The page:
If you’ve sat down to watch Ford v. Ferrari any time recently, you might be inclined to think that you are now a master of—at least—the basics of what went on during the 1966 24 Hours of Le Mans. But you definitely didn’t get the whole story—and Chris Amon, the winner of the race that year alongside Bruce McLaren, is here to tell you why.
If you let Ford v. Ferrari be your sole source of knowledge, you’ll probably be inclined to think that it was only Ken Miles who helped Carroll Shelby develop the Ford GT they took to the race that year. And you might also think that Miles led a significant portion of the race, thus being royally, maliciously screwed over as a result of the photo finish.
But Amon has a slightly different view of events—one that includes himself and McLaren playing a big part in both developing the car and leading the race. You can listen to the audio of his interview with Peter Windsor below:
I can understand why Hollywood made the choices it did. Ford’s adventures leading up to the ‘66 Le Mans event were massive. There were so many people involved, each of whom had their own struggles and victories. There’s no way you could put all of that into one two-hour movie.
And I’m glad we get a deeper look into the Ken Miles story, specifically—but that narrow focus meant viewers just weren’t privy to sympathising with the other guys who were also having one hell of a time.
Bruce McLaren was the first guy that Ford, generally, turned to when it came time to develop a Le Mans car—all the way back in 1963. In ‘66, McLaren and teammate Amon were struggling with their Firestone tires. There was a whole scandal about the team switching to the longer-lasting Goodyears partially through the race. Here’s a passage from Go Like Hell by A.J. Baime that gets into some of Amon/McLaren’s difficulties:
Shelby approached [McLaren] with the idea of a dead heat, and the pilot was pleased. If it weren’t for the trouble McLaren had with those Firestones at the start, and seconds lost with tire executives arguing in the pit which rubber his car should be riding, he could’ve been in the lead anyway. Politics had slowed him down, and he had as much a right to the win as anyone.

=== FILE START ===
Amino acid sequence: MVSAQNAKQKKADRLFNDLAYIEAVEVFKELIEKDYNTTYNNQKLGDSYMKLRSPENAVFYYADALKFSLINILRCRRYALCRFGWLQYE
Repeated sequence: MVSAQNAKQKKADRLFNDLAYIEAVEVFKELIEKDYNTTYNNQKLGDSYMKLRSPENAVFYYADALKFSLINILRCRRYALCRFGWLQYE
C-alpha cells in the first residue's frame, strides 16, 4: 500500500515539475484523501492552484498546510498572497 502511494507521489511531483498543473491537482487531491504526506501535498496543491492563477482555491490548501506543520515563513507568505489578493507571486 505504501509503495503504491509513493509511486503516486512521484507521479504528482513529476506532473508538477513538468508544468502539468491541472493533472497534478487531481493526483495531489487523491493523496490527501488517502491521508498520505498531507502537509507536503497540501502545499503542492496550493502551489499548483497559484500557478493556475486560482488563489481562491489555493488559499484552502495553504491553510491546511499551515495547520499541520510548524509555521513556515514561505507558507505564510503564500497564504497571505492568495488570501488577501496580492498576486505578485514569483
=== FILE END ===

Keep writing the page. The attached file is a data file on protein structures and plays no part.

But here’s where things get really dicey. Ford v. Ferrari makes the case that Miles was screwed over, that he was leading much of the race only to lose out to a technicality at the end. In the above interview, Amon posits that he and McLaren were leading the race at sunrise, then obeyed the Ford-wide order to slow down. Miles, Amon says, didn’t—and, as a result, Miles took the lead. Ford v. Ferrari argues that, had Ford not introduced that dead heat finish, Miles would have won. Amon, on the other hand, says that he and McLaren would have won.
Here’s what Go Like Hell has to say on the subject:
Neither Miles nor McLaren knew of the ruling, that McLaren would be declared the winner on a technicality. As they drove next to each other, moving perhaps at just 40 mph (64 km/h), both must have believed that they still had a chance at the lone victory... As a race official moved into the middle of the lane to wave the flag, McLaren suddenly moved forward, ahead of Miles. But it made no difference.
This is one of those situations where there really is no clear winner of the argument. Everyone involved in that dead heat holds a slightly different viewpoint of the event. That’s just the way memory works. As time passes, we start to layer an event with interpretation and meaning, until it becomes obscured. It’s likely that Miles’s death soon after Le Mans contributed to the belief that he deserved to win, since he’d never have another chance to do so. Had Miles lived, we might be telling a different story. Collectively, we might remember it differently.
So, who’s right, Amon or Hollywood? Both, and neither. All we can do is listen to both sides and make our own judgments.